Racial Reckoning: The Arc of Justice

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Nearly two dozen people are living in tents on the median and boulevard at the intersection of Cedar and Franklin. The city says they have until Oct 5 to move. Georgia Fort reports

Show Notes

Nearly two dozen people are living in tents on the median and boulevard at the intersection of Cedar and Franklin. The city says they have until Oct 5 to move.

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Georgia Fort reports: 

The city of Minneapolis is demanding residents of a tent encampment clear out. Nearly two dozen people are living in tents on the median and boulevard at the intersection of Cedar and Franklin. Many say they hope to move to a shelter by the October 5th eviction date. A resident who identified herself as Christine says she plans to stay.

“When we move, we lose. This is public property right here, not private. It's a highway, it's a street,” she said. “I don’t think we should move, I’m putting up a fight.”

Christine says she no longer has custody of her 9-year-old daughter. She’s been trying to overcome homelessness for nearly seven years.

The city of Minneapolis declined a request for an interview, but stated Hennepin County, Metropolitan Urban Indian Directors and the Minnesota Indian Women’s Resource Center are all working to help identify shelters and treatment facilities for the tent residents.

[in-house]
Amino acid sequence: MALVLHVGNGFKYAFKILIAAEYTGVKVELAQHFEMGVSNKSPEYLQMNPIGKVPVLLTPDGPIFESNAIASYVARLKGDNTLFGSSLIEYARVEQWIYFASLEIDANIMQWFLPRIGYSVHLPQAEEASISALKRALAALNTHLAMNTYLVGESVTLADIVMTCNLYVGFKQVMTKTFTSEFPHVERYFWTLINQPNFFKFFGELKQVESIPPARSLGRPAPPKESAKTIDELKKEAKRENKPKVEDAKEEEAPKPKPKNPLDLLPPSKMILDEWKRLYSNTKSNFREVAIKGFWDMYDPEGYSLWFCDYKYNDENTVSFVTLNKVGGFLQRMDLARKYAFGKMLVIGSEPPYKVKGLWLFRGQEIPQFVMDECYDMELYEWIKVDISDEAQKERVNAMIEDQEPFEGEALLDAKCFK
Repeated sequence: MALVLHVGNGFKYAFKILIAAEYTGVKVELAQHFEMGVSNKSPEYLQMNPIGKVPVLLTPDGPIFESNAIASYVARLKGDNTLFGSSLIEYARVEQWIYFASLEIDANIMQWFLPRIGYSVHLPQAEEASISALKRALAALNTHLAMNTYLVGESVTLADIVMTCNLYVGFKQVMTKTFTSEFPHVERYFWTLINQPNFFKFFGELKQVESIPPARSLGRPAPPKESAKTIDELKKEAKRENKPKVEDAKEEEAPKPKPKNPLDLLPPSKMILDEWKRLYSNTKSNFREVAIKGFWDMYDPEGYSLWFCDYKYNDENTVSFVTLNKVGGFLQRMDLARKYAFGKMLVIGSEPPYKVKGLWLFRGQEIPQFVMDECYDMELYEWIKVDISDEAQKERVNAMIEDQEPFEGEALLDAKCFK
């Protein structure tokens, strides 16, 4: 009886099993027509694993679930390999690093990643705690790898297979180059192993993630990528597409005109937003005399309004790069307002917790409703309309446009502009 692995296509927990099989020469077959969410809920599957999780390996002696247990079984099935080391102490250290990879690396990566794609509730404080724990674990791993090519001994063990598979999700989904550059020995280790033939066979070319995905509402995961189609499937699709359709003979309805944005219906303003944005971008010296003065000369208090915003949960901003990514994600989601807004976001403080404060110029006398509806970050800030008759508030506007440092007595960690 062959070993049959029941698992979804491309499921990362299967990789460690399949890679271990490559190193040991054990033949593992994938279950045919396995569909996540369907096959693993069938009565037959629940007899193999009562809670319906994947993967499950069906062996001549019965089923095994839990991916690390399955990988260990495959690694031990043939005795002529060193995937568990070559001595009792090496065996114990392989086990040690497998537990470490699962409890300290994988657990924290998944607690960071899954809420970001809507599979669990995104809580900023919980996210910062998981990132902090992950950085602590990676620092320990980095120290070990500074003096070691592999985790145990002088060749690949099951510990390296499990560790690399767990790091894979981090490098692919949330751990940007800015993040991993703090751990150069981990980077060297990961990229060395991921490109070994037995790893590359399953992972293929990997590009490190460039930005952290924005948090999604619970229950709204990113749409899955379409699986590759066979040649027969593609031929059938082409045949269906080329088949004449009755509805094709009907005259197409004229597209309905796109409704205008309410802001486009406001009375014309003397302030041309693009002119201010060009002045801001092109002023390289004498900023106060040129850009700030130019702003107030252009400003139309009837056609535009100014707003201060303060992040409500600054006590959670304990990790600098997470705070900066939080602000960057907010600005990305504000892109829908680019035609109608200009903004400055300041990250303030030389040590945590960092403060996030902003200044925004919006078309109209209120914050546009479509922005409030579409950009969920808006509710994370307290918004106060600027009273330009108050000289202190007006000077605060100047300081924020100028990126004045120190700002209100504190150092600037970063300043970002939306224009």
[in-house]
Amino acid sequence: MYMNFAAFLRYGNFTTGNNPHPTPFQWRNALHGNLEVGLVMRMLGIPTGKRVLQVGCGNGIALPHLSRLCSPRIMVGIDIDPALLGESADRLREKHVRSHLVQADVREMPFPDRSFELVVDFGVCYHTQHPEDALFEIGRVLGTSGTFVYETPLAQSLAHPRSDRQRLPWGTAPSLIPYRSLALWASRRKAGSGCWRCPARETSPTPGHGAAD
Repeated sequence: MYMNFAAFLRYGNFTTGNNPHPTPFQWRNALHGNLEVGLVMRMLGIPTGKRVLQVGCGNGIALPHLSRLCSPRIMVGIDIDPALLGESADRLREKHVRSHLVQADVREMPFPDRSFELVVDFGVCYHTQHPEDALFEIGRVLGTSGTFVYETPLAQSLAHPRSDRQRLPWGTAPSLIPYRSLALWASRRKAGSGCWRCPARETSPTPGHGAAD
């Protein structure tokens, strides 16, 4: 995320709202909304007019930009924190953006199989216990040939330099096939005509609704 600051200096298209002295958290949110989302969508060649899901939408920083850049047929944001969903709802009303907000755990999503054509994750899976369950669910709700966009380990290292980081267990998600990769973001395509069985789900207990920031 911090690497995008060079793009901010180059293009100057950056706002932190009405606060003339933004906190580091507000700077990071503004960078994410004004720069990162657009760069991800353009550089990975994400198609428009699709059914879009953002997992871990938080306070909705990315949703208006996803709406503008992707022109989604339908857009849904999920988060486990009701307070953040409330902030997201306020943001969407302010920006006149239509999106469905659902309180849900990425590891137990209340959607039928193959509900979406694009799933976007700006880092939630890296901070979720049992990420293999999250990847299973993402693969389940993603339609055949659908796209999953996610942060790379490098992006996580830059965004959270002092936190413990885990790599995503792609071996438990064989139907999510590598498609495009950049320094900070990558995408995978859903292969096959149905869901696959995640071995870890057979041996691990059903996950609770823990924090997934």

The city has been providing port-a-potties and waste services, and included information for three shelters on the closure notice that’s posted throughout the encampment. 

25-year-old Montez Hasley is a father of two. He’s been homeless for more than a year and hopes to use the October 5th deadline as motivation to go to treatment and turn his life around for his kids.

“I plan on going to a shelter and getting housing. I’m tired of living out here in these streets and wearing the same clothes,” he said.

Housing advocates say the root causes of homelessness include a lack of affordable housing and the lack of services to treat both mental illness and addiction. 



What is Racial Reckoning: The Arc of Justice?

Right now: Covering the trial of Kim Potter accused of killing Daunte Wright, the community’s reaction, and exploring the changes needed to create a more just society.

Racial Reckoning: The Arc of Justice is a journalism initiative from Ampers, Diverse Radio for Minnesota’s Communities, KMOJ Radio, and the Minnesota Humanities Center covering the trials of the officers accused of killing George Floyd, the community’s reaction, and exploring the changes needed to create a more just society.